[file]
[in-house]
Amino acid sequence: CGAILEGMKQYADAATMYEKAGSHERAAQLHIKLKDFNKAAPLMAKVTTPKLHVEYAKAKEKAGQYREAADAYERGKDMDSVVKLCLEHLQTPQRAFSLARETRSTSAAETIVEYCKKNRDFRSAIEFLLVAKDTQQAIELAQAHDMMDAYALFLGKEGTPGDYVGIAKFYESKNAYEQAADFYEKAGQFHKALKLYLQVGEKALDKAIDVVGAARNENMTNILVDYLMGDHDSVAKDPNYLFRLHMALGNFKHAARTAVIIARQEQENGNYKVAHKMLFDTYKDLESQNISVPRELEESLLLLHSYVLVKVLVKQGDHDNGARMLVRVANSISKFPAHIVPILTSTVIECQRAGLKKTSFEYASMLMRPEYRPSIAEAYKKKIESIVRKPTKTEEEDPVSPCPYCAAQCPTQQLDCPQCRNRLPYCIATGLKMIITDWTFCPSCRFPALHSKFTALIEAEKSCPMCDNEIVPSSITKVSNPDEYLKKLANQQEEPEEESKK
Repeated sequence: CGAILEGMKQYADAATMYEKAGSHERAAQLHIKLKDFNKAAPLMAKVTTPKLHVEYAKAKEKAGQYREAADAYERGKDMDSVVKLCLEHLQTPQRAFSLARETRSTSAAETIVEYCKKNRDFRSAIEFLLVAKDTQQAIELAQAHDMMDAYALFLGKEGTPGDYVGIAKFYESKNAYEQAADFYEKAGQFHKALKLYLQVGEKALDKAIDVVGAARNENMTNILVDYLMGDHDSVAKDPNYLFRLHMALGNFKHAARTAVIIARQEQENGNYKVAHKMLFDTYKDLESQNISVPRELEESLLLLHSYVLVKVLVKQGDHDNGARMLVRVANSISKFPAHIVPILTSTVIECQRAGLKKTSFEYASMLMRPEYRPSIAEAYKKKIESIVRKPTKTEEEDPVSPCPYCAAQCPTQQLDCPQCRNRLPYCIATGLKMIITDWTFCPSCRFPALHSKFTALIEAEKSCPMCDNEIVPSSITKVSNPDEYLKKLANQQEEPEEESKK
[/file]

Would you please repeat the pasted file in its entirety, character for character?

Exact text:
[in-house]
Amino acid sequence: CGAILEGMKQYADAATMYEKAGSHERAAQLHIKLKDFNKAAPLMAKVTTPKLHVEYAKAKEKAGQYREAADAYERGKDMDSVVKLCLEHLQTPQRAFSLARETRSTSAAETIVEYCKKNRDFRSAIEFLLVAKDTQQAIELAQAHDMMDAYALFLGKEGTPGDYVGIAKFYESKNAYEQAADFYEKAGQFHKALKLYLQVGEKALDKAIDVVGAARNENMTNILVDYLMGDHDSVAKDPNYLFRLHMALGNFKHAARTAVIIARQEQENGNYKVAHKMLFDTYKDLESQNISVPRELEESLLLLHSYVLVKVLVKQGDHDNGARMLVRVANSISKFPAHIVPILTSTVIECQRAGLKKTSFEYASMLMRPEYRPSIAEAYKKKIESIVRKPTKTEEEDPVSPCPYCAAQCPTQQLDCPQCRNRLPYCIATGLKMIITDWTFCPSCRFPALHSKFTALIEAEKSCPMCDNEIVPSSITKVSNPDEYLKKLANQQEEPEEESKK
Repeated sequence: CGAILEGMKQYADAATMYEKAGSHERAAQLHIKLKDFNKAAPLMAKVTTPKLHVEYAKAKEKAGQYREAADAYERGKDMDSVVKLCLEHLQTPQRAFSLARETRSTSAAETIVEYCKKNRDFRSAIEFLLVAKDTQQAIELAQAHDMMDAYALFLGKEGTPGDYVGIAKFYESKNAYEQAADFYEKAGQFHKALKLYLQVGEKALDKAIDVVGAARNENMTNILVDYLMGDHDSVAKDPNYLFRLHMALGNFKHAARTAVIIARQEQENGNYKVAHKMLFDTYKDLESQNISVPRELEESLLLLHSYVLVKVLVKQGDHDNGARMLVRVANSISKFPAHIVPILTSTVIECQRAGLKKTSFEYASMLMRPEYRPSIAEAYKKKIESIVRKPTKTEEEDPVSPCPYCAAQCPTQQLDCPQCRNRLPYCIATGLKMIITDWTFCPSCRFPALHSKFTALIEAEKSCPMCDNEIVPSSITKVSNPDEYLKKLANQQEEPEEESKK